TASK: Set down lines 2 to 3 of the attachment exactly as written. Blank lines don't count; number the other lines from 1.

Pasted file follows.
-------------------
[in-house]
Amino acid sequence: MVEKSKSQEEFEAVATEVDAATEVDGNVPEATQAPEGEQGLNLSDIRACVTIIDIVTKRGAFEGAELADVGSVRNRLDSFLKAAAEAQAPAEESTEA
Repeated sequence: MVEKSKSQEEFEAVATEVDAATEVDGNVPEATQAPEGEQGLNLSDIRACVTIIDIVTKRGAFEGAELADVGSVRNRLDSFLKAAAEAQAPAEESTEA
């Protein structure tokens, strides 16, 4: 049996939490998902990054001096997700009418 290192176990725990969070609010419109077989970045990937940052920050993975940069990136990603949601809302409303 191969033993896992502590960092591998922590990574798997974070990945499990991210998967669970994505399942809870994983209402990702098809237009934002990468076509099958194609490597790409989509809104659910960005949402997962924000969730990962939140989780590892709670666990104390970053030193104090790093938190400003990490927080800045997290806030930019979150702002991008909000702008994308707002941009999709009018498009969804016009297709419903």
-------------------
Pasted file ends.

Amino acid sequence: MVEKSKSQEEFEAVATEVDAATEVDGNVPEATQAPEGEQGLNLSDIRACVTIIDIVTKRGAFEGAELADVGSVRNRLDSFLKAAAEAQAPAEESTEA
Repeated sequence: MVEKSKSQEEFEAVATEVDAATEVDGNVPEATQAPEGEQGLNLSDIRACVTIIDIVTKRGAFEGAELADVGSVRNRLDSFLKAAAEAQAPAEESTEA